J. Kelly Hoey

You Can’t Be What You Can’t See Edition

“I knew you’d always become a [fill in the blank]”.

When I hear someone say to me “I always knew you’d”, I’m slightly surprised. Until recently I didn’t know what I wanted to be — as in what I really wanted to be. Did I want to become a lawyer? No real burning desire, as much as I thrived on the adrenaline of all nighters at the commercial printers. Law firm management? Sensible and rather obvious career transition for someone who decided to step off the partner track. All I knew starting my career back in the 80’s was what was expected of me was to earn a college degree (or two) then do something “respectable” (such as becoming a doctor or lawyer). Pursue an understandable job with predicable hours, an office address, a landline phone and receptionist. These were the pre-internet, pre-mobile, pre-social networking, pre-collaborative economy prehistoric ambitions and opportunities I saw around me and more importantly, were projected upon me.

My have times have changed — but not dramatically. I’d argue that you still can’t imagine what you can’t see.


More Role Models Needed!

Kudos to Carrie Hammer for once again turning NYFW on its head by featuring role models not runway models in her show. The Limited has also launched a new campaign that doesn’t feature the typical model or celebrity. “The New Look of Leadership” celebrates new models of leadership, including champion of women’s advancement, Tiffany Dufu, Chief Leadership Officer at Levo.

Laura Liswood talks about role models and the importance of the “power of the mirror: knowing what you can be by who it is you see” in her 2009 Davos interview. Laura tells the story of the president of Iceland, Vigdís Finnbogadóttir who held the office for 16 years (1980 to 1996). After she held the office for approximately 8 years, Vigdís toured the country speaking to children and discovered for children under 8, it was the boys who asked the question of whether they (boys) could be President of Iceland. The power of the mirror: they had only ever seen a woman in the top role.

To borrow from Laura Liswood, we need to ‘hurry history’. Here are suggestions to help you add more power to the mirror of possibility:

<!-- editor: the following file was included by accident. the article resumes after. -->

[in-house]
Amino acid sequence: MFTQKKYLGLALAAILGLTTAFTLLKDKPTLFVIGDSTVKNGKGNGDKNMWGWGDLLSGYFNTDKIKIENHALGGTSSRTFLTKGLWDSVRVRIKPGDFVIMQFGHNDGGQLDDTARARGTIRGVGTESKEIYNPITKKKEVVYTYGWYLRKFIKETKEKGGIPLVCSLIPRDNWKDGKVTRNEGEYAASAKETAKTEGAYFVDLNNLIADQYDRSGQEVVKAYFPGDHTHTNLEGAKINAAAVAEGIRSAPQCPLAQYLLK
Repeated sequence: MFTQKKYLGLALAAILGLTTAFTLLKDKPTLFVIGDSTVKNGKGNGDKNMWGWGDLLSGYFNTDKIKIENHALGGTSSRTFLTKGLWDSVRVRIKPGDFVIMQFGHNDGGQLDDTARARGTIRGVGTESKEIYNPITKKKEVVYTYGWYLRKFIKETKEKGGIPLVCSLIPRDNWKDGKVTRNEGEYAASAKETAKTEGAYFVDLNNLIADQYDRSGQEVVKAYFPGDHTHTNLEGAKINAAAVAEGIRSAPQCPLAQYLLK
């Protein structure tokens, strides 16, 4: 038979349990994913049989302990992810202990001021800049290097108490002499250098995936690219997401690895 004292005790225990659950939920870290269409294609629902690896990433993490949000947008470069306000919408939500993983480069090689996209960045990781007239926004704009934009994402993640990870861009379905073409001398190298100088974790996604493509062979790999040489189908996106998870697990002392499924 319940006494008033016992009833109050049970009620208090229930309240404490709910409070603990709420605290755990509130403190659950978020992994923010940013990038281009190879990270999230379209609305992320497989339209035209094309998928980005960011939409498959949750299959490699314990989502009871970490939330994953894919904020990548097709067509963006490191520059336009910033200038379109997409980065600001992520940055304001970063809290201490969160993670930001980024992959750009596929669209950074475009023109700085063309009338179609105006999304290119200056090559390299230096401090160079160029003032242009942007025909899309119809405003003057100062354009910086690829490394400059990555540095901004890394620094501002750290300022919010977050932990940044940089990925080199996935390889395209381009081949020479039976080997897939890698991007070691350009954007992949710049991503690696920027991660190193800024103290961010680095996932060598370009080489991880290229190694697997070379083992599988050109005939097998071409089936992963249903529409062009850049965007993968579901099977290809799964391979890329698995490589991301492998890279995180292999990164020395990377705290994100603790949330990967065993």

INVEST!

Private investment platform 1000 Strong is out to solve two problems: getting more money to female founders and getting more money off the investment sidelines. According to 1000 Strong, women control $11.2 trillion of investable assets yet as much as $500 billion is not invested. Apply to become a founding member of 1000 Strong.

Learn the art of angel investing through an intense one-month bootcamp with 37 Angels. The next 37 Angels bootcamp kicks off on September 25/26 in New York City.

VOLUNTEER!

The JPMC Civic Engagement team is looking for 20 professionals, from entry-level to executive, representing a wide range of STEM fields (think: researchers, statisticians, programmers, civil engineers) to take part in STEMulation: connecting students with professionals to promote STEM careers event and specifically, in the speed networking/rapid interviewing activities. STEMulation is taking place on Monday, October 12th, 2015 from 12:00 p.m. — 2:00 p.m. at JPMC (383 Madison Avenue). Volunteer and provide 50+ teenagers the opportunity to speak to and learn from your professional experience.

Interested parties should email JPMC directly: Julian.S.Clayton@jpmchase.com include your full name, field, company, years of experience in the field, email and phone number.

CELEBRATE (+ DONATE)!

Join Emmy® Award-nominated television host, news anchor and journalist Bianca de la Garza, L’Oreal’s VP of Digital Innovation Rachel Weiss and fashion tech/wearables expert, Liza Kindred, the founder of Third Wave Fashion when these three fabulous women (plus other friends in VC and entrepreneurship) roast me on September 30. I’ve turned 50 and I’ve chosen to laugh about this milestone. BIG bottom-line to this birthday soiree, this is a celebration with a purpose: to support diversity in tech opportunity and innovation in New York City. Proceeds from the roast go to support STEM initiatives of the YWCA of NYC.

This post originally appeared in Innovator Insights, Kelly Hoey’s weekly newsletter. To get insights in your inbox, sign up here.

 

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